I’ve been reading the paper “More Good Teachers” by Policy Exchange which seems to be guiding a lot of the government’s thinking about teacher recruitment recently (http://www.policyexchange.org.uk/publications/publication.cgi?id=80). It’s certainly got a lot of good ideas. The fundamental premise is that rather than seeking to dramatically raise the status of teaching to that of surgeons and GPs we should look to changing it into a profession which people can move in and out of throughout their careers. This runs counter to the opinions of those who frequently recount anecdotes about doctors in Finland explaining their career choice by the fact that they didn’t do well enough at school to be teachers. Yet the article appears to present the choice as a stark “either/or”. I would agree that there is still a problem (despite the best attempts of Teachfirst) with training to be a teacher still being seen as a choice for life. I’m sure also that this plays a role in stopping many people from considering it as an option. On top of that I agree that people moving in and out of the profession bring great value with them. Nonetheless, I don’t think we should neglect the value of long term career teachers. Quality of teaching certainly isn’t proportional to years of experience and lengthy service clearly doesn’t always make for outstanding teaching. However, where teachers are committed to professional development and fully supported, great teaching can be the result. Sadly, in practice, this is often not the case. Even so, there are other reasons for wanting to maintain an element of continuity in the mix of teachers within a school.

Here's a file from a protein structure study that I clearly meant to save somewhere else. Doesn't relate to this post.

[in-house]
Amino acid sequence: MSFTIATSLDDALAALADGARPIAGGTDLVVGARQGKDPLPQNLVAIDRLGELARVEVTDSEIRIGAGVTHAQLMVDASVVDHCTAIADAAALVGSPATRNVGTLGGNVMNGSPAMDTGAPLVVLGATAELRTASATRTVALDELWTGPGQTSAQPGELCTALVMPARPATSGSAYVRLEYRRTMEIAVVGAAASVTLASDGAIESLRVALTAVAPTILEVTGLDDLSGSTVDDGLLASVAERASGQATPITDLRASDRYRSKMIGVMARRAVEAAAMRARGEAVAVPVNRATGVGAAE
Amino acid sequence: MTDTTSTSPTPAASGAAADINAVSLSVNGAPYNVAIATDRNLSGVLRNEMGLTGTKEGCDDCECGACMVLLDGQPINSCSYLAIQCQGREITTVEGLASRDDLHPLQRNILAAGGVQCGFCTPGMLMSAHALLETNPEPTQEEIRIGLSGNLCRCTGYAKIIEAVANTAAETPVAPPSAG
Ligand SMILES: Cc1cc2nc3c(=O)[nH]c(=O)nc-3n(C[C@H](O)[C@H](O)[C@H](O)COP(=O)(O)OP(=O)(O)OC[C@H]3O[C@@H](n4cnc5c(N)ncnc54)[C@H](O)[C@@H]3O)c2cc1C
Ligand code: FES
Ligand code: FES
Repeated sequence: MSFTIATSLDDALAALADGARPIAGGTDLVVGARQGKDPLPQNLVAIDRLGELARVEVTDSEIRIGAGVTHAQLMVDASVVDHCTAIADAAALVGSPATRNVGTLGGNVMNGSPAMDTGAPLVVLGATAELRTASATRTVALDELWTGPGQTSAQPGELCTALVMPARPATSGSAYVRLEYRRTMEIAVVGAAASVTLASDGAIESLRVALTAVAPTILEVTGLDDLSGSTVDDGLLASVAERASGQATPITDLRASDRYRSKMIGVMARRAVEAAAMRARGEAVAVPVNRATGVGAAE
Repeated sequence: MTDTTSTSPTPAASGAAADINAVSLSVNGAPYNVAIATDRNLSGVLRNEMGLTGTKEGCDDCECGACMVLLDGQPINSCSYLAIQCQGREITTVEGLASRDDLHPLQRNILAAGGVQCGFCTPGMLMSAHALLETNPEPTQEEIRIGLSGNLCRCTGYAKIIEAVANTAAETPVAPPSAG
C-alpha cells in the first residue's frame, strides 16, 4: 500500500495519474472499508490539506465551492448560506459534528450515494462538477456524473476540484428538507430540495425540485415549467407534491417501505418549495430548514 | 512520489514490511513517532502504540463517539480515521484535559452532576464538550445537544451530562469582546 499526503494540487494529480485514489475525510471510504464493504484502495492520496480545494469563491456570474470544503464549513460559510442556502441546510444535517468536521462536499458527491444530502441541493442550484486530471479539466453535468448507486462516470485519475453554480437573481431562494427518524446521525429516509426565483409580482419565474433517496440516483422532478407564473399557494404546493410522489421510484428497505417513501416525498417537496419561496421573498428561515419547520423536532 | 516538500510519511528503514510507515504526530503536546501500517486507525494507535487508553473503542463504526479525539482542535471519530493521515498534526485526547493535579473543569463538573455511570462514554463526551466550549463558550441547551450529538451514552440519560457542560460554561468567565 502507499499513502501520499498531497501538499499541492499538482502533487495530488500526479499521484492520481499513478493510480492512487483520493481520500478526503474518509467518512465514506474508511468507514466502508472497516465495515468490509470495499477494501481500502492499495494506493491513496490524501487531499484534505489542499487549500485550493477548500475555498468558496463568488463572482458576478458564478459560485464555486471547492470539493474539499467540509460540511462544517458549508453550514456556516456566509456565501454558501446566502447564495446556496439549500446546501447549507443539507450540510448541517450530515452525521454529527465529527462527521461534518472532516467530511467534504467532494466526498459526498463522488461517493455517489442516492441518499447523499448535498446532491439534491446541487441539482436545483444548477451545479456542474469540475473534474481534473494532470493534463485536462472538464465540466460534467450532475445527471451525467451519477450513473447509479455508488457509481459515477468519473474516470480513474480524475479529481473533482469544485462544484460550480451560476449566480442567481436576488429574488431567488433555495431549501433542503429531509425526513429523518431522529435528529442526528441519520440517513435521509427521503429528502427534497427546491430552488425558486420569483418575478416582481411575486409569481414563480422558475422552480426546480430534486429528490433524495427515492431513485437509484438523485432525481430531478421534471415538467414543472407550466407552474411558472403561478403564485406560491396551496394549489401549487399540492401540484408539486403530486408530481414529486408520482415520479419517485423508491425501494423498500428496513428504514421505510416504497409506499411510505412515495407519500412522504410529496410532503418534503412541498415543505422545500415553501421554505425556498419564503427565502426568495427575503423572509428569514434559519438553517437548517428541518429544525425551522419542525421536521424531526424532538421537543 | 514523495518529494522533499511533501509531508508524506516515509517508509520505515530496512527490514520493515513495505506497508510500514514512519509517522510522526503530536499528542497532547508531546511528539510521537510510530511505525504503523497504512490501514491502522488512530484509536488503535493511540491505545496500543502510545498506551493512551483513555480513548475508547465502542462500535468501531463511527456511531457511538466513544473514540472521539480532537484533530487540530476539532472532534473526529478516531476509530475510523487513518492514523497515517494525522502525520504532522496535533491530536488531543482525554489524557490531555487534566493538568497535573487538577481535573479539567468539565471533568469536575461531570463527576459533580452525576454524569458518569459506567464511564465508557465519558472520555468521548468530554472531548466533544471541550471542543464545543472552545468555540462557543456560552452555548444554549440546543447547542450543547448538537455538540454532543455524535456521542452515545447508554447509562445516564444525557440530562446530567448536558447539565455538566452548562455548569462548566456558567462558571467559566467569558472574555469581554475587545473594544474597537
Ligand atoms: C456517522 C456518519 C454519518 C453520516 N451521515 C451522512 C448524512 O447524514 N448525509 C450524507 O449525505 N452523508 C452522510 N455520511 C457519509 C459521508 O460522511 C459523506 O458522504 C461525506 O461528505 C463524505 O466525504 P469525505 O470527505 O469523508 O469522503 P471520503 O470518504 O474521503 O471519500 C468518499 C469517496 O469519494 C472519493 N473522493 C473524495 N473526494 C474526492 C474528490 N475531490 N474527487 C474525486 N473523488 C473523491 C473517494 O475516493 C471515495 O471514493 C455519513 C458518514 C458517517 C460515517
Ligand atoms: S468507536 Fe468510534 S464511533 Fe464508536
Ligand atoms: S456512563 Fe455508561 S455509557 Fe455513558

Firstly, long term teachers are more likely to have experienced a range of different schools and as a result they will be able to contribute to the exchange of ideas and insights. Secondly, their long term reputation often makes for a particular type of relationship with pupils. Even a weaker teacher’s history of having taught someone’s brother, cousin or even parent can be incredibly useful for a school dealing with challenging pupils and their families. Thirdly, where it is properly channelled, the gravitas that length of service often brings can be the perfect symbiotic partner to the freshness of one of the ultra-mobile teachers recommended by “More Good Teachers”.
“More Good Teachers” should be welcomed for its fresh and perhaps irreverent look at teacher recruitment but its recommendations are best interpreted as advocating a move along a continuum rather than an absolute change.
Perhaps most importantly, it gave me a good giggle when I realised that Kerry Jordan-Daus (head of Canterbury Christchurch GRTP program) wasn’t joking when she told me about the appallingly named proposal for a “Teach Last” program!